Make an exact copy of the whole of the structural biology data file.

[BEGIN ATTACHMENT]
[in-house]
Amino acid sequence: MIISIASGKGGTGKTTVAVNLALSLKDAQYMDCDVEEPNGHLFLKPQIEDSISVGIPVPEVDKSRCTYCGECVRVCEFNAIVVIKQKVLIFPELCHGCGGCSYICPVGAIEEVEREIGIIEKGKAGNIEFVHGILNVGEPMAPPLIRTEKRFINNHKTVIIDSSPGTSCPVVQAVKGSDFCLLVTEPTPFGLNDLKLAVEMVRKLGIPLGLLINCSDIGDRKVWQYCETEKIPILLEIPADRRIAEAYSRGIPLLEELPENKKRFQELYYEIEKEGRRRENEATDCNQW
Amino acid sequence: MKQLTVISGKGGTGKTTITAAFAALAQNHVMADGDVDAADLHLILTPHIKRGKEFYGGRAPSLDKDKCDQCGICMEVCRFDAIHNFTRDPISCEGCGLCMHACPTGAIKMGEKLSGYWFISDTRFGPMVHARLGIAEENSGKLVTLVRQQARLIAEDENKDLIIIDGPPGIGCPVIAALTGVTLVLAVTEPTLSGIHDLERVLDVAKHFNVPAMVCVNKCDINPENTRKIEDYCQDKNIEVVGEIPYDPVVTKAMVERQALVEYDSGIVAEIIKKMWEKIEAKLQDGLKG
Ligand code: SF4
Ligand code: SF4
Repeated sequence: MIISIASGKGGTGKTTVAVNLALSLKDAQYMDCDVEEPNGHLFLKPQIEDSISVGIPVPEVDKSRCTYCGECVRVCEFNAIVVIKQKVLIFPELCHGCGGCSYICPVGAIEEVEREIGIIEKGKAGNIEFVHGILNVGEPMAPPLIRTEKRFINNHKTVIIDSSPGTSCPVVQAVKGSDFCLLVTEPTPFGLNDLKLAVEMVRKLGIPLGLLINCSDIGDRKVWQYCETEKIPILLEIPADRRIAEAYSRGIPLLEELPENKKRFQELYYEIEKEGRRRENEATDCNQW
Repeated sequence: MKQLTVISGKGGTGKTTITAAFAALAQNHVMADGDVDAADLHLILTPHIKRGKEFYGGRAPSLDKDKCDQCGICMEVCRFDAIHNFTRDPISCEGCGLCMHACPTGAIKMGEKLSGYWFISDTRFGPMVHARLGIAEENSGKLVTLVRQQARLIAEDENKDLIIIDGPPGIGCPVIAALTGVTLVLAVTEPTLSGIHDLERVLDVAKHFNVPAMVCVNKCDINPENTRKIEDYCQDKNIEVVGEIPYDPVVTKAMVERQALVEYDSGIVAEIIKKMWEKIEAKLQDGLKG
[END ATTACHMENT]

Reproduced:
[in-house]
Amino acid sequence: MIISIASGKGGTGKTTVAVNLALSLKDAQYMDCDVEEPNGHLFLKPQIEDSISVGIPVPEVDKSRCTYCGECVRVCEFNAIVVIKQKVLIFPELCHGCGGCSYICPVGAIEEVEREIGIIEKGKAGNIEFVHGILNVGEPMAPPLIRTEKRFINNHKTVIIDSSPGTSCPVVQAVKGSDFCLLVTEPTPFGLNDLKLAVEMVRKLGIPLGLLINCSDIGDRKVWQYCETEKIPILLEIPADRRIAEAYSRGIPLLEELPENKKRFQELYYEIEKEGRRRENEATDCNQW
Amino acid sequence: MKQLTVISGKGGTGKTTITAAFAALAQNHVMADGDVDAADLHLILTPHIKRGKEFYGGRAPSLDKDKCDQCGICMEVCRFDAIHNFTRDPISCEGCGLCMHACPTGAIKMGEKLSGYWFISDTRFGPMVHARLGIAEENSGKLVTLVRQQARLIAEDENKDLIIIDGPPGIGCPVIAALTGVTLVLAVTEPTLSGIHDLERVLDVAKHFNVPAMVCVNKCDINPENTRKIEDYCQDKNIEVVGEIPYDPVVTKAMVERQALVEYDSGIVAEIIKKMWEKIEAKLQDGLKG
Ligand code: SF4
Ligand code: SF4
Repeated sequence: MIISIASGKGGTGKTTVAVNLALSLKDAQYMDCDVEEPNGHLFLKPQIEDSISVGIPVPEVDKSRCTYCGECVRVCEFNAIVVIKQKVLIFPELCHGCGGCSYICPVGAIEEVEREIGIIEKGKAGNIEFVHGILNVGEPMAPPLIRTEKRFINNHKTVIIDSSPGTSCPVVQAVKGSDFCLLVTEPTPFGLNDLKLAVEMVRKLGIPLGLLINCSDIGDRKVWQYCETEKIPILLEIPADRRIAEAYSRGIPLLEELPENKKRFQELYYEIEKEGRRRENEATDCNQW
Repeated sequence: MKQLTVISGKGGTGKTTITAAFAALAQNHVMADGDVDAADLHLILTPHIKRGKEFYGGRAPSLDKDKCDQCGICMEVCRFDAIHNFTRDPISCEGCGLCMHACPTGAIKMGEKLSGYWFISDTRFGPMVHARLGIAEENSGKLVTLVRQQARLIAEDENKDLIIIDGPPGIGCPVIAALTGVTLVLAVTEPTLSGIHDLERVLDVAKHFNVPAMVCVNKCDINPENTRKIEDYCQDKNIEVVGEIPYDPVVTKAMVERQALVEYDSGIVAEIIKKMWEKIEAKLQDGLKG